Customer Service Engineer Job Description

Unlike customer service representatives who provide support and respond to the concerns of outside customers, customer service engineers offer technical support to companies who have issues with their products. They offer support and provide resolutions for industrial machines, copiers, software, computer networks, and other products. Customer service engineers often work in fast-paced environments and are generally required to be accessible evenings, weekends, and even holidays to resolve any issues that might result in downtime for clients. This position is a mix of office and on-site work; travel to customer sites is common to handle issues that sometimes cannot be resolved via phone. Working as a customer service engineer is most often a full-time position, and many companies offer benefits, vacation, and retirement plans.

 

Customer Service Engineer Duties and Responsibilities

Specific job duties for customer service engineers vary based on their employer. However, there are several core tasks common to all customer service engineers, such as:

Provide Technical Support for Products

In their main role, customer service engineers field calls about technical issues with products supplied by their company. They troubleshoot and diagnose problems via phone, research resolutions, apply methods, and run tests to ensure that specific issues have been resolved.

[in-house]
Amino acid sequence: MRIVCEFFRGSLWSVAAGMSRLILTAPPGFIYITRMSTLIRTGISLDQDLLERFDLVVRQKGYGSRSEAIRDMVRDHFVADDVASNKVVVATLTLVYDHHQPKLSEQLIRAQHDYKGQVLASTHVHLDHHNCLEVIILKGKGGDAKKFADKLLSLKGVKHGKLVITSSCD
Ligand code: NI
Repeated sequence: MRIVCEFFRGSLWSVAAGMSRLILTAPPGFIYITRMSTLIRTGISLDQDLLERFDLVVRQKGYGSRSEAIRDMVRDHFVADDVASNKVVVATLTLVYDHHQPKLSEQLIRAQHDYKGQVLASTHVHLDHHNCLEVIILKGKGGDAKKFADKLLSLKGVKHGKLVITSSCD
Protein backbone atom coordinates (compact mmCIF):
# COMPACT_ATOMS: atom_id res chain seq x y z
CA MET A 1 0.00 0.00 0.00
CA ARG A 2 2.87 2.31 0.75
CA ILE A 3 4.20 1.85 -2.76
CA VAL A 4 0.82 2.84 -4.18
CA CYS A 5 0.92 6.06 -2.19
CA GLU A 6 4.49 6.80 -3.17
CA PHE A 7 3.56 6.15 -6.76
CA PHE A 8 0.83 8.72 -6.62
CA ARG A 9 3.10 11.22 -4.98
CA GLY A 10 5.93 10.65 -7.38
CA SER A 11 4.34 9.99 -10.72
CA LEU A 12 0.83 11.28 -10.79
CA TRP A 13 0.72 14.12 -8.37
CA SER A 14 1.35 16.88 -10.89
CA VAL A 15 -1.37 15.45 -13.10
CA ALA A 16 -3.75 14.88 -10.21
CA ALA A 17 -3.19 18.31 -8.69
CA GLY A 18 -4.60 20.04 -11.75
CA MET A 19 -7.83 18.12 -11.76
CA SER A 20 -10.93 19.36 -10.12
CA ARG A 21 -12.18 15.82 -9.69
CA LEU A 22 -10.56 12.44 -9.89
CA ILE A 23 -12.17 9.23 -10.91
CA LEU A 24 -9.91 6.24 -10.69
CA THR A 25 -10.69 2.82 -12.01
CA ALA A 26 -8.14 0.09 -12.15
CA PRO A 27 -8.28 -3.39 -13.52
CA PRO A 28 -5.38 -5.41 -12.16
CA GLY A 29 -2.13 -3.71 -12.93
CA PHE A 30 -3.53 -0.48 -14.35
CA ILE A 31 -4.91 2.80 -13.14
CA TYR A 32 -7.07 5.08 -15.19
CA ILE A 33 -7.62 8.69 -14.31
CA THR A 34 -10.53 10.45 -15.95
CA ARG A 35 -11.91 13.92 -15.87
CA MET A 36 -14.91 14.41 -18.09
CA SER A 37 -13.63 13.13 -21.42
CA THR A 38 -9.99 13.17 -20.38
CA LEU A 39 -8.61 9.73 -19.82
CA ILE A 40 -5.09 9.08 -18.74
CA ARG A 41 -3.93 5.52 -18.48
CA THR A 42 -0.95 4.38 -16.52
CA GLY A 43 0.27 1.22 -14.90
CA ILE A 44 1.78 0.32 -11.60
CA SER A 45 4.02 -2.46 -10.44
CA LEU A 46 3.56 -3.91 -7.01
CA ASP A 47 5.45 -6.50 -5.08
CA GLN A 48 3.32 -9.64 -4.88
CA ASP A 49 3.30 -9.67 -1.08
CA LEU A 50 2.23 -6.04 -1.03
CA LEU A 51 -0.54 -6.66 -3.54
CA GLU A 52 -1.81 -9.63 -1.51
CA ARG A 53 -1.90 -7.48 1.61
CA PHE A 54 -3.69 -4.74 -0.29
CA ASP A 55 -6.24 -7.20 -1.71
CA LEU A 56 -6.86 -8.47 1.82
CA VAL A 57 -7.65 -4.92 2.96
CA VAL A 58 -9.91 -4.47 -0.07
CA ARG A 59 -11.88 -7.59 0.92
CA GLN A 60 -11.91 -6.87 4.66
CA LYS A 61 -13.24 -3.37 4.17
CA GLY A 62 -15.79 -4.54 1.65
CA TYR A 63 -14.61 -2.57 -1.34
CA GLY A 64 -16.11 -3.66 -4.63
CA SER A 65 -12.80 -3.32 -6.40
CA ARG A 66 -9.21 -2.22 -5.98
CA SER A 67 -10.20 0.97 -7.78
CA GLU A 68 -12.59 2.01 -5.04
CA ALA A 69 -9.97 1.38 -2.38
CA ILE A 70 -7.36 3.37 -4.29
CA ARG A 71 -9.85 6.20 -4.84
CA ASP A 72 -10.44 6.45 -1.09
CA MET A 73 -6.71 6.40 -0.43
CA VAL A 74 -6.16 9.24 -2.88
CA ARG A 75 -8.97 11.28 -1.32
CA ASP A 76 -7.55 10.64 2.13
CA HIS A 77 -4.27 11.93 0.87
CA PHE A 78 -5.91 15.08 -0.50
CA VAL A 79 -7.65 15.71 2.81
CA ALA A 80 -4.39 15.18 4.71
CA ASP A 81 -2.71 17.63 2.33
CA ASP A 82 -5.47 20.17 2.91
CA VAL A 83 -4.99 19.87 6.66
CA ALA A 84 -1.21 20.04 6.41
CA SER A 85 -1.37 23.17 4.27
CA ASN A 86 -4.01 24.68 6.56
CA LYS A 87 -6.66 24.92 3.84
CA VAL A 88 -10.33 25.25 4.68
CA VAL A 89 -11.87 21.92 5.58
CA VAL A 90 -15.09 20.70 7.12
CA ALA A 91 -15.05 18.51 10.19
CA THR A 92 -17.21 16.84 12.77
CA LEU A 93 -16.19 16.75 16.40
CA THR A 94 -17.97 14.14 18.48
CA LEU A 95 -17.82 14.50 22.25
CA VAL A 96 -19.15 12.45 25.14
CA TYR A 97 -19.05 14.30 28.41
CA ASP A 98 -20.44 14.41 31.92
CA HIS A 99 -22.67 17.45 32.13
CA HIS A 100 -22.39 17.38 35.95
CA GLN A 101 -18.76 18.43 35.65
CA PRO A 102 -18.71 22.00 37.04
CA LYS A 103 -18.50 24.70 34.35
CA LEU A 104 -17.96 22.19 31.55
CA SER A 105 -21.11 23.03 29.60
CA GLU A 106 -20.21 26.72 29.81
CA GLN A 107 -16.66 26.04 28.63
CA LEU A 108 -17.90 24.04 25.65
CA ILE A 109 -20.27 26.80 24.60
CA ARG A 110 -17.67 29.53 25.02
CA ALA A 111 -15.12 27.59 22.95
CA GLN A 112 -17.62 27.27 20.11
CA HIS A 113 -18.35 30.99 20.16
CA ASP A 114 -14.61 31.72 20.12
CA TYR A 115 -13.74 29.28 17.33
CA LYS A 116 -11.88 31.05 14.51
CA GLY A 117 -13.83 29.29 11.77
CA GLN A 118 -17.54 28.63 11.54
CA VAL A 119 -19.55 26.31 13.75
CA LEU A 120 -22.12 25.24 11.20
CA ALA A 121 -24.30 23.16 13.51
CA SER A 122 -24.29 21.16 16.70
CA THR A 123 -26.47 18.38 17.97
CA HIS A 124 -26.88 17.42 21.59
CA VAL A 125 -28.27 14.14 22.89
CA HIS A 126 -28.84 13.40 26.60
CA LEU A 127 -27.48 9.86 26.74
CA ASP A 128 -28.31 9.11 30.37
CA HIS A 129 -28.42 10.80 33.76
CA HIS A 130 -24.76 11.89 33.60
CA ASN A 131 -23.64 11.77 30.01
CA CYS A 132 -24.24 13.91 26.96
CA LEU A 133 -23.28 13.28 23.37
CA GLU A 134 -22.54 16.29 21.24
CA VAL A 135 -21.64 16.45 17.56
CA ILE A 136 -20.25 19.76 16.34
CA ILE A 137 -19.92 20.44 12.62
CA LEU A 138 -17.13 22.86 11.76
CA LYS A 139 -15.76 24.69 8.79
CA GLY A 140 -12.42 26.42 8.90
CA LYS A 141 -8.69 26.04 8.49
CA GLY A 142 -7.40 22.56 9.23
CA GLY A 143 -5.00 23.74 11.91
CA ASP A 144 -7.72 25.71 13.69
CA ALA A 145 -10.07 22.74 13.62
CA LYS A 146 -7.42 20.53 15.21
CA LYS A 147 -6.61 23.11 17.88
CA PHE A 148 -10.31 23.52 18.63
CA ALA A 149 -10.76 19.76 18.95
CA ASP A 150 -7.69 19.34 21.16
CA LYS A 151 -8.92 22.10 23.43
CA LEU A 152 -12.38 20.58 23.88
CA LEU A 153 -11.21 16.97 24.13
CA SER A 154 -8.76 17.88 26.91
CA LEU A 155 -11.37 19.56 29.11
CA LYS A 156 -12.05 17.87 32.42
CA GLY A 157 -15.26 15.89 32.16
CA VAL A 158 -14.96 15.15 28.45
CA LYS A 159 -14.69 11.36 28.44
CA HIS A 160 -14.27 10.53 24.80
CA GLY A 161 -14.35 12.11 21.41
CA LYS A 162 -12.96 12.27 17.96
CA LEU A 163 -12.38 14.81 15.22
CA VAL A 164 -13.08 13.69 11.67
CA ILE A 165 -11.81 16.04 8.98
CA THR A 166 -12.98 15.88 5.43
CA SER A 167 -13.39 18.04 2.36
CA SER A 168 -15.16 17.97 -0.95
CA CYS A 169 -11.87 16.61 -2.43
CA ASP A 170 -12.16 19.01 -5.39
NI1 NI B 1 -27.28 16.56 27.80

Complete On-Site Diagnostics and Service Calls

When issues cannot be resolved over the phone, customer service engineers respond to issues in person. They discuss problems with clients, perform diagnostic tests on equipment or computer systems, work to resolve problems, and ensure that products are working properly.

Perform Preventative Maintenance

It is often up to customer service engineers to prevent issues by visiting client sites and performing upgrades, tests, and diagnostics to avoid any downtime resulting from product issues. They log preventative maintenance visits, run reports detailing what processes were completed, and make notes about what might need to be done in the future to prevent problems.

Generate Problem and Resolution Reports

Customer service engineers keep adequate and up-to-date reports that outline problems they’ve resolved and how they fixed an issue. These reports and notes can be kept as a sort of manual to help resolve similar issues in the future.

Sell and Renew Service Contracts

It often falls to customer service engineers to discuss service contracts with clients. They present the benefits of such contracts, negotiate renewal terms, and outline what services are attached to specific types of contracts.

 

Customer Service Engineer Skills and Qualifications

Technical-minded, detail-oriented individuals with analytical skills most often make for successful customer service engineers. The skills and abilities most closely associated with this occupation are outlined below:

  • Technical skills - strong knowledge of computer systems and processes are essential for customer service engineers
  • Computer skills - from software to various applications, customer service engineers must understand the design of and resolve issues with computer components
  • Mechanical skills - an understanding of how various types of machines operate, such as copiers and ATMs, is a crucial ability
  • Troubleshooting - the ability to run diagnostic tests and determine the causes of errors or problems is one of the most important aspects of being a customer service engineer
  • Time management - resolving client issues in a timely manner to keep downtime to a minimum is important for customer service engineers, as is the ability to efficiently manage their own time, as they often work with little or no supervision